• he link between cholesterol and saturated fat with cardiovascular disease has been a myth for over 50 years.Stephan Guyenet (Whole Health Source blog) nicely addresses the cholesterol-CVD myth, and lists the many unsupportive studies here. I also recommend the work of Drs. Malcom Kendrick and Uffe Ravnskov for more info on why elevated cholesterol is not the death sentence CW paints it to be. I believe that most (if not all) of the studies that correlated cholesterol with CVD, ignored significant confounding variables such as wheat and sugar consumption, or lumped saturated fat in with trans/hydrogenated fats.The Monica study (which assessed 21 countries over 10 years) found no meaningful correlation at all. The tiny correlation that does exist would point towards heart disease rates going down as cholesterol levels go up. People with high cholesterol actually tend to live longer.For more Paleo Diet hacks: http://paleohacks.com/questions/16596/paleo-diet-and-cholesterol-levels#ixzz2J6Vh5ROW Follow us: @PaleoHacks on Twitter | PaleoHacks on FacebookA Sampling of Unsupportive StudiesHere are references to ten high-impact prospective studies, spanning half a century, showing no association between saturated fat consumption and heart attack risk. Ignore the squirming about saturated-to-polyunsaturated ratios, Keys/Hegsted scores, etc. What we're concerned with is the straightforward question: do people who eat more saturated fat have more heart attacks? Many of these papers allow free access to the full text, so have a look for yourselves if you want:A Longitudinal Study of Coronary Heart Disease. Circulation. 1963.Diet and Heart: a Postscript. British Medical Journal. 1977. Saturated fat was unrelated to heart attack risk, but fiber was protective.Dietary Intake and the Risk of Coronary Heart Disease in Japanese Men Living in Hawaii. American Journal of Clinical Nutrition. 1978.Relationship of Dietary Intake to Subsequent Coronary Heart Disease Incidence: the Puerto Rico Heart Health Program. American Journal of Clinical Nutrition. 1980.Diet, Serum Cholesterol, and Death From Coronary Heart Disease: The Western Electric Study. New England Journal of Medicine. 1981.Diet and 20-year Mortality in Two Rural Population Groups of Middle-Aged Men in Italy. American Journal of Clinical Nutrition. 1989. Men who died of CHD ate significantly less saturated fat than men who didn't.Diet and Incident Ischaemic Heart Disease: the Caerphilly Study. British Journal of Nutrition. 1993.They measured animal fat intake rather than saturated fat in this study.Dietary Fat and Risk of Coronary Heart Disease in Men: Cohort Follow-up Study in the United States. British Medical Journal. 1996. This is the massive Physicians Health Study. Don't let the abstract fool you! Scroll down to table 2 and see for yourself that the association between saturated fat intake and heart attack risk disappears after adjustment for several factors including family history of heart attack, smoking and fiber intake. That's because, as in most modern studies, people who eat steak are also more likely to smoke, avoid vegetables, eat fast food, etc.Dietary Fat Intake and the Risk of Coronary Heart Disease in Women. New England Journal of Medicine. 1997. From the massive Nurse's Health study. This one fooled me for a long time because the abstract is misleading. It claims that saturated fat was associated with heart attack risk. However, the association disappeared without a trace when they adjusted for monounsaturated and polyunsaturated fat intake. Have a look at table 3. Dietary Fat Intake and Early Mortality Patterns-- Data from the Malmo Diet and Cancer Study. Journal of Internal Medicine. 2005.I just listed 10 prospective studies published in top peer-reviewed journals that found no association between saturated fat and heart disease risk. This is less than half of the prospective studies that have come to the same conclusion, representing by far the majority of studies to date. If saturated fat is anywhere near as harmful as we're told, why are its effects essentially undetectable in the best studies we can muster?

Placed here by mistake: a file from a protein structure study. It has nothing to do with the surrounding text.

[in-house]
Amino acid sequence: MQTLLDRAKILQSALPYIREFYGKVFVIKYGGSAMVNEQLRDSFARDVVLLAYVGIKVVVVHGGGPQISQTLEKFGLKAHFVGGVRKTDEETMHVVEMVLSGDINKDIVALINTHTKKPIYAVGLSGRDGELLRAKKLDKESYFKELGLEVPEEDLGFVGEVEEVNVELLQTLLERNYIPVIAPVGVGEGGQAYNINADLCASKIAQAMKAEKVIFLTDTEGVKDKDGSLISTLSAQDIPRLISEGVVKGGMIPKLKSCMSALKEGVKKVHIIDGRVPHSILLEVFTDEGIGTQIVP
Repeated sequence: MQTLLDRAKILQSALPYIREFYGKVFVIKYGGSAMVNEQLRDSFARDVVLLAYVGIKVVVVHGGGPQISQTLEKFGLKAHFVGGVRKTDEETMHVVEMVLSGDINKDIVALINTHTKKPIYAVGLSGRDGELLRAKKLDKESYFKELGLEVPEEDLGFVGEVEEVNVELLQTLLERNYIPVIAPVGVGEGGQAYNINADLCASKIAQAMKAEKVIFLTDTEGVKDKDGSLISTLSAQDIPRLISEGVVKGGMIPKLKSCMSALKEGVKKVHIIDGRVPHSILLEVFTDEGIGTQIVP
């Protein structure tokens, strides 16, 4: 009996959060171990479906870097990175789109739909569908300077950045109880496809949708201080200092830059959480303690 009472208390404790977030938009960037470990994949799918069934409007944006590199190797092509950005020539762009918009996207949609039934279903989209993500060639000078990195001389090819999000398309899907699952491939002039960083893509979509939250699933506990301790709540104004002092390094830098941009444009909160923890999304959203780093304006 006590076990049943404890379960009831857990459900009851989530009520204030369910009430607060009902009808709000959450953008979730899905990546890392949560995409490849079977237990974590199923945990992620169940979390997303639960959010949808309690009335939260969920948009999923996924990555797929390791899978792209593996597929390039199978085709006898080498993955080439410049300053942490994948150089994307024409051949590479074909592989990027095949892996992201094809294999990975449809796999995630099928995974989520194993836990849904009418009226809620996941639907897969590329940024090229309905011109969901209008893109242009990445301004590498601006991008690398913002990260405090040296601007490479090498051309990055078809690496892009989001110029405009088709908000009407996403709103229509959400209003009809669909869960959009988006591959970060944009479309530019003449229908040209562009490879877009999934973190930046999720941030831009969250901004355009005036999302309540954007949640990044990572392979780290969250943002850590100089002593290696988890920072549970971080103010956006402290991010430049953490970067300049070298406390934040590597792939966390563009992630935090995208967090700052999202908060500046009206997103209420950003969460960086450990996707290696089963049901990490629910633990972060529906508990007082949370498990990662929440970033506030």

Cholesterol Myth and Truth Presentation Transcript